The collections of the unconscious
In 1915, one hundred years ago, Sigmund Freud wrote his seminal paper, The Unconscious, in which he described the workings of the unknown recesses of the mind. To this day, psychoanalysts seek to understand further what the contents of the unconscious are, and how they affect us.
We are all familiar with the relatively benign manifestations of the unconscious: dreams, slips of the tongue, unintended actions, forgetting, or flashes of odd fantasies are common occurences. But the unconscious can also have other, less benign manifestations, that lead people to seek help: symptoms that they cannot understand, nor control. Freud's genius was to describe, and find a way to access, a part of the mind so removed from conscious awareness.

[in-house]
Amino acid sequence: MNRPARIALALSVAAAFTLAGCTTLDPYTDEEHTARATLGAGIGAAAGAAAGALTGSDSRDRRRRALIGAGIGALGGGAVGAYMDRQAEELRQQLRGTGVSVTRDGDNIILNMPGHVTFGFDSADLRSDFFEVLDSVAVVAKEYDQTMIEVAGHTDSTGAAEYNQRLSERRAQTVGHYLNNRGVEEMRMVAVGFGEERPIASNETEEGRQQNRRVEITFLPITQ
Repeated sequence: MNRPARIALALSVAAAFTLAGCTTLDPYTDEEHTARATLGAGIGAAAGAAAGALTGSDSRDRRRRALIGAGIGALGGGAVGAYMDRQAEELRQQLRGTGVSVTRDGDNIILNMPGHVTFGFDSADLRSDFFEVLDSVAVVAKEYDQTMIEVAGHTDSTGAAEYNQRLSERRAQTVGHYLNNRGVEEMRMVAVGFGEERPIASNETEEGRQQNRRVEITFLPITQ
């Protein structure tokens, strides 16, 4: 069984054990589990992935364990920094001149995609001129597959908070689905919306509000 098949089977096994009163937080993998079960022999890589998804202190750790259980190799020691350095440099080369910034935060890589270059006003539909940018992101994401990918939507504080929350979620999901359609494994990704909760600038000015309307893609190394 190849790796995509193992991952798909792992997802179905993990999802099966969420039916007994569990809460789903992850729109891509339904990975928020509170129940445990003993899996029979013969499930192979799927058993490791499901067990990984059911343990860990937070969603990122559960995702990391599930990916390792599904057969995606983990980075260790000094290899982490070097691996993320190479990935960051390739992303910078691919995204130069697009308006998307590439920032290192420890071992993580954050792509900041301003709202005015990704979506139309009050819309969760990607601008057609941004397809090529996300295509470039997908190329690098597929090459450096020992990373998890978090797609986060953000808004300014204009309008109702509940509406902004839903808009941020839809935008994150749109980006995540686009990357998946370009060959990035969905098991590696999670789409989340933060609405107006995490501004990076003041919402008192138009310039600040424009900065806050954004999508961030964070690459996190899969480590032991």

To celebrate the centenary of publication of The Unconscious, the Freud Museum in London is running “The Festival of the Unconscious” in which, among many other installations, Freud’s extensive collection of antiquities will be exposed. Collecting and the symbolism of antiquities are nodal points in Freud’s conception of the mind and are often revealing about the collector’s unconscious…
In the following article, a Freudian scholar delves into the matter.
Read the article.